From time to time we still get a question from potential clients that always goes a bit like this, “Why should we invest more time/money/effort into social networking channels/marketing?” They’ve started a Twitter account and a Facebook page, they’ve dabbled in Google+ and post things to their LinkedIn company page, but they aren’t sure what it all means and if it’s really worth the effort involved in creating more content.
At SHIFT, our answer goes a little like this.
Here is a snapshot of a visitor breakdown in Google analytics. What do you see?
Social is a pretty big piece of that pie, right? Not as big as some others but big enough. If we took that piece out, there would less audience coming to the website. Losing over 2,000 visitors is a bad idea for business.
Let’s look at the financial side. If you have goal values setup in Google Analytics, you’ll be able to look at the conversions resulting from social networking. How many times did assisted conversions of social interactions occur? How much value do those conversions have?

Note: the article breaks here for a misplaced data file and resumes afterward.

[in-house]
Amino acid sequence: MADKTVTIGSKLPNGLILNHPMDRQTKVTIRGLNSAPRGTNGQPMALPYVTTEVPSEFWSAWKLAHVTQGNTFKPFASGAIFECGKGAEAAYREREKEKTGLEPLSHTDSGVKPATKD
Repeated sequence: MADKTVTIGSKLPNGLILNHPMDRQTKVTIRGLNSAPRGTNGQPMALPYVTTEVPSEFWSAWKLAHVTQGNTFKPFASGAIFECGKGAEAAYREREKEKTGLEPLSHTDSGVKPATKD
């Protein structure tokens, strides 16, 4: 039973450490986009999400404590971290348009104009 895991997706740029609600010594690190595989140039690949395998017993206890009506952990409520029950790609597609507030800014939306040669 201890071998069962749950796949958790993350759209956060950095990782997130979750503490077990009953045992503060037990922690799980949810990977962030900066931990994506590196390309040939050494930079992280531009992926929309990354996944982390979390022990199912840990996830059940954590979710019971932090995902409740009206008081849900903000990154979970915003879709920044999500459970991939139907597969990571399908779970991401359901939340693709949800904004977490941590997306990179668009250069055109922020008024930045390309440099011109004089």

In this case, there were 2 assisted conversions valued at $10,000. Would you want to lose a potential $10K in revenue? Nope? While these are assisted conversions and these sales might or might not have happened, it would be myopic of business leaders to assume that because something was not the last touch, it doesn’t matter.
There is a lot of research floating around out there regarding social networking and buying habits. While I won’t point to any particular study on the subject, I will share this with you. Google’s Zero Moment of Truth has a chart (originating in 2011) that reflects the driving forces of purchases in this technology-driven world (green text added by SHIFT). ZMOT demonstrates that social matters because it influences the sale even if it doesn’t directly lead into the sale.
Would anyone sensibly argue that just because you can’t taste an ingredient in a final food product means that the ingredient should be omitted? Not at all. People are taking to the internet to determine if they should or shouldn’t buy or invest in a brand’s products. Maybe they don’t care if a brand has a presence online, but at least a percentage of them do.
You have to ask yourself: are you willing to miss out on that percentage?
Senior Marketing Analyst